While studying limits (continuity of functions to be specific), I encountered with two indeterminate forms for LHL and RHL. Both being $\color{blue}{\frac{1}{0}}$ .

As per what I've read over internet, $\color{Blue}{\frac{1}{0}}$ isn't an indeterminate form. It is undefined quantity, to be specific. My question lies straight in the direction of forehead here. How will you differ an $\color{blue}{\text{undefined quantity}}$ and $\color{Red}{\text{indeterminate quantity}}$? They both don't exist in the practical universe. Then why do we consider them as different to each other?

Also, how illogical will it be to equate two indeterminate quantities $\left(\color{red}{0^0} = \color{Red}{0^0}\right)$ or two undefined quantities $\left(\color{blue}{\frac{1}{0} = \frac{0}{0}}\right)$ ?

It may sound too illogical to ask this question over here. But, I suppose, it will be better for me to get cleared this misconception before it deepens.


Undefined means the operation doesn't make sense. I.e. $\frac{1}{0}$ is undefined because $0$ does not have a multiplicative inverse (no number so that $0\cdot a = 1$).

Indeterminate refers to a form (usually arising from limits). If you look at a limit like $\lim_{x\to 0}\frac{\sin(x)}{x}$ you might say the "form" is $\frac{0}{0}$. The reason why the "form" is indeterminate is that given the form you cannot say what the value of the limit is (or if it exists). In this case, the limit evaluates to $1$. But, I could give you another limit whose form is $\frac{0}{0}$ and the limit is not $1$, e.g. $\lim_{x\to 1} \frac{x-1}{x^{n}-1}=\frac{1}{n}$. There are a variety of forms that are indeterminate but they all have the common thread that given the form you don't know (a) if the limit exists and (b) what the limit is.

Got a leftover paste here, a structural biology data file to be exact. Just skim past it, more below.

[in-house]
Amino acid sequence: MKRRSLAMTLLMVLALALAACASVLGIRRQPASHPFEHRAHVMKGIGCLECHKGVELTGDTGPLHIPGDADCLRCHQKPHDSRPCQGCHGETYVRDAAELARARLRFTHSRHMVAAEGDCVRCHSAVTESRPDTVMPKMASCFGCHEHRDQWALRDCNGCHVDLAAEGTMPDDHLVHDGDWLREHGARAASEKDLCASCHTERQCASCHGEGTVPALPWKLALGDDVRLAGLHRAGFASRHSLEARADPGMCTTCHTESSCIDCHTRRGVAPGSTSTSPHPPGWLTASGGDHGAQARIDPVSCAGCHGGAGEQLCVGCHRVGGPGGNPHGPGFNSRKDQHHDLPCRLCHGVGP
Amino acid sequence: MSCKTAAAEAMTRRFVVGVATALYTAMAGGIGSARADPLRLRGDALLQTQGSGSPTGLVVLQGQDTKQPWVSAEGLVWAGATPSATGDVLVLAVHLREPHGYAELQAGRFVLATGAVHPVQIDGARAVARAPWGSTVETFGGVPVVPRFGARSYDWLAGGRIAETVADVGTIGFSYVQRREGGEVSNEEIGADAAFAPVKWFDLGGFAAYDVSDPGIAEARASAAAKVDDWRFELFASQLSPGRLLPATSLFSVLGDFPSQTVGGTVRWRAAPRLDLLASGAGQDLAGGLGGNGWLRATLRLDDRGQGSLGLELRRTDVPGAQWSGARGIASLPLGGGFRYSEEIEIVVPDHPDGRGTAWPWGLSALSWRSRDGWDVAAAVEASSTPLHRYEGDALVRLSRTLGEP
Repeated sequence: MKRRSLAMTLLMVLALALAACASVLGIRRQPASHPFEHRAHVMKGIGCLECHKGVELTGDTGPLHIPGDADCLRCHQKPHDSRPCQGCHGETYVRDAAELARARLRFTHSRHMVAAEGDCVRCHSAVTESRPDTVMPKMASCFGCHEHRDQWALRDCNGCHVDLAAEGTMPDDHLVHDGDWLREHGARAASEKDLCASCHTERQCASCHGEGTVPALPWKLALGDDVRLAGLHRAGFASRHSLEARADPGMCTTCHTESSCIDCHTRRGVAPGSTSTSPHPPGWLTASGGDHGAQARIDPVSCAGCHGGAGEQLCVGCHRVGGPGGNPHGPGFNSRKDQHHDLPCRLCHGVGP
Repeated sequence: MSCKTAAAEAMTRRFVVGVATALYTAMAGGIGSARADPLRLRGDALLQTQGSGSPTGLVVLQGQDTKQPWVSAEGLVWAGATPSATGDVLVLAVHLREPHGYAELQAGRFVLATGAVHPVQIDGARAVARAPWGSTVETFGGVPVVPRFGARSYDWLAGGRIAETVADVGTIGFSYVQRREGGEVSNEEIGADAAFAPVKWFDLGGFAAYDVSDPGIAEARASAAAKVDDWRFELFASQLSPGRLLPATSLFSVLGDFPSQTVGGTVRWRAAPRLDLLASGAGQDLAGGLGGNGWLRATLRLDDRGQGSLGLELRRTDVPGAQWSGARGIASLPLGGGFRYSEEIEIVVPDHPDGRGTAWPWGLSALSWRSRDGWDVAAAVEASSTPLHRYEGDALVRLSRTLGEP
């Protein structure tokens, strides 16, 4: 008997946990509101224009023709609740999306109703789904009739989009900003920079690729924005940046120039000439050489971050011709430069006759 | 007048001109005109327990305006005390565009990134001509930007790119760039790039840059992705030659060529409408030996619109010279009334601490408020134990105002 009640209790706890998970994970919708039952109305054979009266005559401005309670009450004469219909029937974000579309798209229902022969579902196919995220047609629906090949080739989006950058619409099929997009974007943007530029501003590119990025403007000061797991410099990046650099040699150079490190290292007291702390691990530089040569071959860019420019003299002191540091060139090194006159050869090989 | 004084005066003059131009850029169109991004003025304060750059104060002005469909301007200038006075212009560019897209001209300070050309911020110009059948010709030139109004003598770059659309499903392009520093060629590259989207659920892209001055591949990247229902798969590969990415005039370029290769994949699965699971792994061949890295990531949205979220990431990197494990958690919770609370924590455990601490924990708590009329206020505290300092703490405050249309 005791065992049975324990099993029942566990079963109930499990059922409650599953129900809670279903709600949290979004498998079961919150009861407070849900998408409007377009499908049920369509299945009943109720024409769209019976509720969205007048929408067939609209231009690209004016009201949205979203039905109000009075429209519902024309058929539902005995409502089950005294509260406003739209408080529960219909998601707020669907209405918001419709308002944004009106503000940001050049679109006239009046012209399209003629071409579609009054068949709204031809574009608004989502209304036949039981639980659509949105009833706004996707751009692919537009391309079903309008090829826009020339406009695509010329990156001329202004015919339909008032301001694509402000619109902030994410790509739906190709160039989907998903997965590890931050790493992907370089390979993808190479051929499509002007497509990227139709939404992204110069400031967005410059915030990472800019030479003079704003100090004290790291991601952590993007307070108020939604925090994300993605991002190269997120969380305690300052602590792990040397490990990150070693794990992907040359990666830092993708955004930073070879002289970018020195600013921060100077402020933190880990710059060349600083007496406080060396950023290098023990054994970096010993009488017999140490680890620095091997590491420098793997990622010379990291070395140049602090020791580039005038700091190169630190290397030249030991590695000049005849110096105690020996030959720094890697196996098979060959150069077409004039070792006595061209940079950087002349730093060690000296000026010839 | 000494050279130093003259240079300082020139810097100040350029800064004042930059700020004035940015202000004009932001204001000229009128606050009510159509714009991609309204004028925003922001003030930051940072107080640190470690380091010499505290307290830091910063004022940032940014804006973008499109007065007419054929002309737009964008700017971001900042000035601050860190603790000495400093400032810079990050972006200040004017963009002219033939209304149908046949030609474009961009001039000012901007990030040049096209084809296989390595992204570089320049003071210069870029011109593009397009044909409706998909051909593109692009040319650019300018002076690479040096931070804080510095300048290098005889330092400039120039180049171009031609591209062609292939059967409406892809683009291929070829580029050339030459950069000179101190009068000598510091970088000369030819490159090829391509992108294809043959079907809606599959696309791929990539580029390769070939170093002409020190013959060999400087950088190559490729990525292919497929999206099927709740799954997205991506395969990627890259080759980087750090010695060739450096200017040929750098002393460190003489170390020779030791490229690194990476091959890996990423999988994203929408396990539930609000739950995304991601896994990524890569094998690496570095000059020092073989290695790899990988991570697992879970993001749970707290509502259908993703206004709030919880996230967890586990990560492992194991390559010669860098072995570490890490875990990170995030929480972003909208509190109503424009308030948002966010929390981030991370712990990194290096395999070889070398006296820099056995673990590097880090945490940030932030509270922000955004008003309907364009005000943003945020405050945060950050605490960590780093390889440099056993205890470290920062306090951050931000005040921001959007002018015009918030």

As for equating indeterminate "quantities" it is invalid because (as I mentioned) you don't know what number the quantity actually represents, so you can't equate them. It would be ok to say that two limits have the same form... but I would hesitate to write it with an $=$.

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  • $\begingroup$ Nicely explained, @TravisJ . I got your point. :) So, basically, both of those quantities have no real existence, right? $\endgroup$ – Kushashwa Ravi Shrimali Apr 29 '15 at 3:56
  • $\begingroup$ Indeterminate forms come up often in "real" limits. Undefined quantities don't have a "real" application because they don't exist. One does encounter them periodically though when code has been poorly written. $\endgroup$ – TravisJ Apr 29 '15 at 3:58
  • $\begingroup$ Excellent! Got it. Thanks a lot, Mr. Travis! $\endgroup$ – Kushashwa Ravi Shrimali Apr 29 '15 at 4:00

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